At a Feb. 12 public hearing, the Niles Board of Trustees and interested residents sat through a presentation of the Niles Environmental Action Plan.
“Niles is being really forward-thinking,” said Kristen Ihnchak, a senior planner with the Chicago Metropolitan Agency for Planning. She was there to present the plan’s proposed initiatives to the board at the hearing. “The plan has a lot of recommendations that have a lot of different topics.”
CMAP was created to integrate planning for land use and transportation for the northeastern Illinois counties of Cook, DuPage, Kane, Kendall, Lake, McHenry and Will. To address anticipated population growth of more than 2 million new residents by 2040, CMAP has established coordinated strategies that help the region's 284 communities address transportation, housing, economic development, open space, the environment and other quality-of-life issues.
One of those recommendations in Niles includes updating the village’s development regulations to remove barriers and encourage sustainable practices, the adoption of a municipal policy to build any new village facilities and retro-fit existing facilities to recognized green building standards.
Additionally Ihnchak said creating a green handbook and pursuing LEED, or similar, certification for a municipal facility is an additional step that could be taken.
The Niles Environmental Action Plan is just one of the many that CMAP has helped create. Currently CMAP is providing technical assistance to about 100 communities to create comprehensive plans with environmental sustainability. For Niles, the initial steps of this process began in July of last year involved four Steering Committee meetings, stakeholder interviews and meetings with village staff.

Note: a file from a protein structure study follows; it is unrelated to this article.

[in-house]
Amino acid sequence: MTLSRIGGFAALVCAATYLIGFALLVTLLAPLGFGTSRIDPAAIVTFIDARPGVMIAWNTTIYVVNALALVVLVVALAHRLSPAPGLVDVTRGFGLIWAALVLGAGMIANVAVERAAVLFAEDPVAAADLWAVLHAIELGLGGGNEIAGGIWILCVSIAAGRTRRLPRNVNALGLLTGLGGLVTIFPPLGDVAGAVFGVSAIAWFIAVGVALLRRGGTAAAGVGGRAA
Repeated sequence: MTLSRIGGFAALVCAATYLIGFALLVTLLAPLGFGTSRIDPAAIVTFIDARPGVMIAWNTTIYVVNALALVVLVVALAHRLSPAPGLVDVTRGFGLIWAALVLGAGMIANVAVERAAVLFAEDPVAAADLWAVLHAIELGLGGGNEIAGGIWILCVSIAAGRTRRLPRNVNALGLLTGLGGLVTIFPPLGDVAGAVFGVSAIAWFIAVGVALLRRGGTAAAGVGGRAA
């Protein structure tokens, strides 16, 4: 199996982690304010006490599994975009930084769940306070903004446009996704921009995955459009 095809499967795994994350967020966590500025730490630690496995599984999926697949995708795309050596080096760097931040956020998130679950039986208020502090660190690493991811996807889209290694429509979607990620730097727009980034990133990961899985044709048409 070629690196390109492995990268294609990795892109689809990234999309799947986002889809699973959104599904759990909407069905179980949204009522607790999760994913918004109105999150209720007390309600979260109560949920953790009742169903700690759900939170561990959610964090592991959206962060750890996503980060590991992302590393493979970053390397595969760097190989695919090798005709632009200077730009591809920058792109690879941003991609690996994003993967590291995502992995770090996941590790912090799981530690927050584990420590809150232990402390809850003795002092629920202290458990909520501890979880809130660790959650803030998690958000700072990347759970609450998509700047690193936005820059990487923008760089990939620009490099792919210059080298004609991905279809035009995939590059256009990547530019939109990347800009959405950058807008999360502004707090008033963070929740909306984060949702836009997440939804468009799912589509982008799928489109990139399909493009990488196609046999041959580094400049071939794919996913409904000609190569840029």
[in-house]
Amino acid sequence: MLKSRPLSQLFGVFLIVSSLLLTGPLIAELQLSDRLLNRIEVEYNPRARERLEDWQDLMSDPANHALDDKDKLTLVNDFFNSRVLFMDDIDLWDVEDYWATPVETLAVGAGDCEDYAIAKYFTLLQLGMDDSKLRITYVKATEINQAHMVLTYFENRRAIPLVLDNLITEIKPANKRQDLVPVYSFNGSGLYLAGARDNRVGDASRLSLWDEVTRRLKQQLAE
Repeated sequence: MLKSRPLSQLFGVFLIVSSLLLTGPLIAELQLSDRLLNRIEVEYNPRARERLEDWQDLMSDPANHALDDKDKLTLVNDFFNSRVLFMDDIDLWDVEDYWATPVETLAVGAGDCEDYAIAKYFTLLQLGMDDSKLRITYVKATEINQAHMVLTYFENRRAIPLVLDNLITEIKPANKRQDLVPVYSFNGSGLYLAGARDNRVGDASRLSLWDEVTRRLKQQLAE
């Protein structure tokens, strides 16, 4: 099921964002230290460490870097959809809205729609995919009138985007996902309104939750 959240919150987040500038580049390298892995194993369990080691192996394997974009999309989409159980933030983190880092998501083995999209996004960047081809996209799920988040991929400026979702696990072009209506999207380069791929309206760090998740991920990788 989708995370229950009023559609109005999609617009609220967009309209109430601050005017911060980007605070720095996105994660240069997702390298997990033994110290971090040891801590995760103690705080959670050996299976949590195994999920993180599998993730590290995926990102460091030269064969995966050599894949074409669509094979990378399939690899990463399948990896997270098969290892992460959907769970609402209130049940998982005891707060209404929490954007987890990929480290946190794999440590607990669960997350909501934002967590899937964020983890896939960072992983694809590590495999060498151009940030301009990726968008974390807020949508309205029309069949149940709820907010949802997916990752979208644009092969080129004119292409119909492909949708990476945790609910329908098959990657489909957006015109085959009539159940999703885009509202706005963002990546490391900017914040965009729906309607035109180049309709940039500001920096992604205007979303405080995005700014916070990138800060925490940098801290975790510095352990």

One area that Niles is currently working on, but still has much to do, was in the creation of a village-wide bicycle and pedestrian plan. CMAP recommended the village promote alternative transportation and permit and/or require the installation of bicycle facilities throughout the community.
“We tried; it’s just not a safe environment,” said Niles Assistant Village Manager Steven Vinezeano previously about creating dedicated bike lanes on Niles’ Milwaukee Avenue. He added that Illinois officials have repeatedly told Niles they don’t want bicycles on that section of the road due to the perceived danger that motorists would cause cyclists.
Vinezeano has said that on Milwaukee Avenue between Albion Avenue and Gold Road, the chances of adding a bike lane are non-existent. But the village, in its comprehensive transportation plan, is very interested in pursuing a village-wide bicycle plan in the near future.
However, CMAP already has worked with the Cook County Forest Preserve District to extend the North Branch Bicycle Trail, the longest linear trail in the Forest Preserve District of Cook County's system.
Currently, the trail ends at the intersection of Devon and Caldwell, but the trail will now be extended three miles south, as far as the Irene Hernandez Woods at Foster and Kostner. This route extension will allow cyclists to merge onto City of Chicago on-street bike lanes to reach the Chicago lakefront trail without having the navigate streets not friendly to bike traffic.
The trail will run through Niles and Morton Grove and end at the Chicago Botanic Garden in Glencoe. Once all the expansion is completed, the trail will connect to the Greenway Trail in Lake County, as well as to Metra and PACE lines.
At the meeting, Trustee Joe LoVeerde asked Ihnchak if her experience partnering with Cook County Forest Preserve District could lead to the village adding sections of the forests they oversee as more green open spaces under the purview of Niles.
Vinezeano said continuing to connect bike and pedestrian access to the Cook County Forest Preserve’s trails will create the perception of more open spaces for Niles residents.